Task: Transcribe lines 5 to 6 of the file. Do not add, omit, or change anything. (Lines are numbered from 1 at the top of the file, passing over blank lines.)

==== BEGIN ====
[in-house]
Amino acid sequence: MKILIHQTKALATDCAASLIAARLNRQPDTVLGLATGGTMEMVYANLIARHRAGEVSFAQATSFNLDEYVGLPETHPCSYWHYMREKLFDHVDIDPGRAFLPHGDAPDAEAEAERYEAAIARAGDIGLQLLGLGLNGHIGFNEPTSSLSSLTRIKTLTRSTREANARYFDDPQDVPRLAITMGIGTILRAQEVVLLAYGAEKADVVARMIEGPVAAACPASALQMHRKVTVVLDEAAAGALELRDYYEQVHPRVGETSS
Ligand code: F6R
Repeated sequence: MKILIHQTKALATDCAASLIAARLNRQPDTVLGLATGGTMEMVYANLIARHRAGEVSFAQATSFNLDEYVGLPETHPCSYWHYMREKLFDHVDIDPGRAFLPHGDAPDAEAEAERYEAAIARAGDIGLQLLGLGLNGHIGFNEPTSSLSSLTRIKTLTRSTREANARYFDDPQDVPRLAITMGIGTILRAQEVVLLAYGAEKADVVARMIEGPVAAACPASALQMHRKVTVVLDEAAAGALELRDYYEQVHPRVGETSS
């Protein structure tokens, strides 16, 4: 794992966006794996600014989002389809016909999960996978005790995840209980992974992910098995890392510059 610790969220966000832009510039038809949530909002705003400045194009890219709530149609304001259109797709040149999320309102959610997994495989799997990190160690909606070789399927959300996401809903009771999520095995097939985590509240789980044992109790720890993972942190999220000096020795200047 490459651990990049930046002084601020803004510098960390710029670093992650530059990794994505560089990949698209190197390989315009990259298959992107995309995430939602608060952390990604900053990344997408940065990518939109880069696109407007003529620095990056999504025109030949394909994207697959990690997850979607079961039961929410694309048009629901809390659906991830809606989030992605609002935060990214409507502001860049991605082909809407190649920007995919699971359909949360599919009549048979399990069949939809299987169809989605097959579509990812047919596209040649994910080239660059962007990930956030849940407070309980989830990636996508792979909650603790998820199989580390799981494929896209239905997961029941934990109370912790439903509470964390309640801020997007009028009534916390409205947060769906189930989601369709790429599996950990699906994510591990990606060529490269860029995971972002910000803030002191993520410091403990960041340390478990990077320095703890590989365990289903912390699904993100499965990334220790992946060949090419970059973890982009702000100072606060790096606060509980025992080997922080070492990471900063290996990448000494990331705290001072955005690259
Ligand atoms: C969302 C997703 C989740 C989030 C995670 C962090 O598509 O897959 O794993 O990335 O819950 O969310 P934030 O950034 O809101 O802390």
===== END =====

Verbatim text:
């Protein structure tokens, strides 16, 4: 794992966006794996600014989002389809016909999960996978005790995840209980992974992910098995890392510059 610790969220966000832009510039038809949530909002705003400045194009890219709530149609304001259109797709040149999320309102959610997994495989799997990190160690909606070789399927959300996401809903009771999520095995097939985590509240789980044992109790720890993972942190999220000096020795200047 490459651990990049930046002084601020803004510098960390710029670093992650530059990794994505560089990949698209190197390989315009990259298959992107995309995430939602608060952390990604900053990344997408940065990518939109880069696109407007003529620095990056999504025109030949394909994207697959990690997850979607079961039961929410694309048009629901809390659906991830809606989030992605609002935060990214409507502001860049991605082909809407190649920007995919699971359909949360599919009549048979399990069949939809299987169809989605097959579509990812047919596209040649994910080239660059962007990930956030849940407070309980989830990636996508792979909650603790998820199989580390799981494929896209239905997961029941934990109370912790439903509470964390309640801020997007009028009534916390409205947060769906189930989601369709790429599996950990699906994510591990990606060529490269860029995971972002910000803030002191993520410091403990960041340390478990990077320095703890590989365990289903912390699904993100499965990334220790992946060949090419970059973890982009702000100072606060790096606060509980025992080997922080070492990471900063290996990448000494990331705290001072955005690259
Ligand atoms: C969302 C997703 C989740 C989030 C995670 C962090 O598509 O897959 O794993 O990335 O819950 O969310 P934030 O950034 O809101 O802390």